On Freedom

For the most part, I've always done what I want.

In college, I declared I'd move to Los Angeles and work in corporate entertainment. Los Angeles held happy memories and was always filled with sunshine. It was one month before graduating with my second degree, and I was doing the only thing I knew how to do at that point -- networking. Composing well-written e-mails. Talking and showing my initiative. I had flown multiple times to SoCal on my own dime for informational interviews -- just to establish a concrete connection. Some connections were fruitful, others flopped, but eventually I made my way to Los Angeles. Along the way, I met some pretty cool people.

Coming to New York, inhabiting Chinatown, was not a grand scheme, though. I just landed here.  I grew up seeing Lady Liberty every weekend, and it never held the magical "make it or break it" quality for me as it does for others. I have, however, learned so much more during my time back here in the northeast than I ever did trying to run west:

  1. It is very difficult to do anything well without a support system.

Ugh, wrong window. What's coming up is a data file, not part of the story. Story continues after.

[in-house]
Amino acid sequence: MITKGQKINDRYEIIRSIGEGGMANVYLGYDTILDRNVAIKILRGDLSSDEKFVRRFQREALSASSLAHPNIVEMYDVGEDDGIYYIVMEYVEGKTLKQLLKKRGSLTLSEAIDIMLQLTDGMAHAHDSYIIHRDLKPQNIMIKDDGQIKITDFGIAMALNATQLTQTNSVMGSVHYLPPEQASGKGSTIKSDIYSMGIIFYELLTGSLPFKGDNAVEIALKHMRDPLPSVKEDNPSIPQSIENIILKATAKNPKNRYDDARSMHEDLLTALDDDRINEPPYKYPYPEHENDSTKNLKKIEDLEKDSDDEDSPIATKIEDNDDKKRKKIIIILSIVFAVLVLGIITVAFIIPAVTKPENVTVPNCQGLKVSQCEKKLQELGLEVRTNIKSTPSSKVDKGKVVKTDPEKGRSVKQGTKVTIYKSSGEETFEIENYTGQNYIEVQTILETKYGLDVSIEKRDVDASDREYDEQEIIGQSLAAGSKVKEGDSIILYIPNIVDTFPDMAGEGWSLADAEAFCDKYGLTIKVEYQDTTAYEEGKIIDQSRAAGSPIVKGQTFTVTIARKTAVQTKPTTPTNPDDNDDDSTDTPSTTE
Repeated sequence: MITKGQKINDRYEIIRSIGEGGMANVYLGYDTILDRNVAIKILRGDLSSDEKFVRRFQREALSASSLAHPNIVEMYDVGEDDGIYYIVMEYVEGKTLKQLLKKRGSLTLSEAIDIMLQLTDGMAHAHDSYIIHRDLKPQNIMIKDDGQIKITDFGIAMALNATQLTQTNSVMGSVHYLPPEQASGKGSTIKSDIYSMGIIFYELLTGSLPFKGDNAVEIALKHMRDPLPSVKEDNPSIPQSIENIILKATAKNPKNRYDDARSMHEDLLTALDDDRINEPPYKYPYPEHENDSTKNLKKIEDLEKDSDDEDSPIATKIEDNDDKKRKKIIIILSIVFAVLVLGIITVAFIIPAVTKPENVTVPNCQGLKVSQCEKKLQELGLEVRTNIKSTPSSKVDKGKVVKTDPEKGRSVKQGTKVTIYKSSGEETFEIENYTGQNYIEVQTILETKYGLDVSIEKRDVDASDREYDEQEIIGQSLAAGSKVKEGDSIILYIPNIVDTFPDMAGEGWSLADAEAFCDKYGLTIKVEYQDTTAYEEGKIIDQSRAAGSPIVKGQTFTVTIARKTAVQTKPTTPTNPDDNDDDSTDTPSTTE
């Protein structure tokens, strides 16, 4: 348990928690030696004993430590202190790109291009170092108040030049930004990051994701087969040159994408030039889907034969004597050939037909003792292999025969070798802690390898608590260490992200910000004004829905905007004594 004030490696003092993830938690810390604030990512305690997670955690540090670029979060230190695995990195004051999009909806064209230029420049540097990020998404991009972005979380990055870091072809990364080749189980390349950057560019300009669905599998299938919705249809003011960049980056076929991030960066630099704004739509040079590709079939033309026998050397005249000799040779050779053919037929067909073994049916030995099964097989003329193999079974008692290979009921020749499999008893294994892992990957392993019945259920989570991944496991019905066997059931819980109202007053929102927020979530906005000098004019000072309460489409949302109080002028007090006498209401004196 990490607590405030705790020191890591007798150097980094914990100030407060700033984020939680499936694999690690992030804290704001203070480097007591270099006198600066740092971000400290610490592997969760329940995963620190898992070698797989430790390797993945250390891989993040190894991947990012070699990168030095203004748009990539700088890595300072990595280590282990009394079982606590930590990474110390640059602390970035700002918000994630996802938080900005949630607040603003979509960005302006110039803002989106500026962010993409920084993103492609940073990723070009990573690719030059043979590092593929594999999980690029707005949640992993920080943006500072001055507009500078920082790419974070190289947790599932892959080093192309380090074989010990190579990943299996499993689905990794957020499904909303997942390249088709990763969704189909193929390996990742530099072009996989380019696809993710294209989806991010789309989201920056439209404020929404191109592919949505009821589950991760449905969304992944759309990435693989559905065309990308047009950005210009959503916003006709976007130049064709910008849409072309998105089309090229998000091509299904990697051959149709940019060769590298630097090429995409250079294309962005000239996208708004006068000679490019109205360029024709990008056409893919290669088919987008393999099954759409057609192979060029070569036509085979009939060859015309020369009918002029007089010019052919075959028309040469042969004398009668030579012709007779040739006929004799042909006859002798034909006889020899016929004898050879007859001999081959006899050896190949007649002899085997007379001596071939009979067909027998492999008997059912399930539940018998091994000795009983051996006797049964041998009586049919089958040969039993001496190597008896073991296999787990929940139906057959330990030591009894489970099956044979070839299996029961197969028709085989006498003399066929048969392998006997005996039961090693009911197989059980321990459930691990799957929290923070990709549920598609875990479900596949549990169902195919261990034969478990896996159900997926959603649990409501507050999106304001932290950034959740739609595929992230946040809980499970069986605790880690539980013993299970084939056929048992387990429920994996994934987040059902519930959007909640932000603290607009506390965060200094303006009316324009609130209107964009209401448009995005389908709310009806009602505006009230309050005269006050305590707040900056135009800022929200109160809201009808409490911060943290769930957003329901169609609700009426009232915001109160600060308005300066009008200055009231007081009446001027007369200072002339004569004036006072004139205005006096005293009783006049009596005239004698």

2. Leading by example is a really effective way to keep inspiring yourself, and hopefully, inspiring others.
  3. The people who do inspire me are not preoccupied with money, titles, or fueled with greed. They make authentic choices. Success is defined as being in their element. 

Here's Jane McGonigal, a video game designer who once suffered a traumatic concussion which led to suicidal thoughts during her recovery. She highlighted the Top 5 Regrets of the Dying in her TED Talk last year:

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The more I reflect on the choices I've made since leaving corporate America in May, the more I realize these, in translation, have become my core values.

I'm still doing what I want, but the flavor's a little different now.

The flavor is freedom.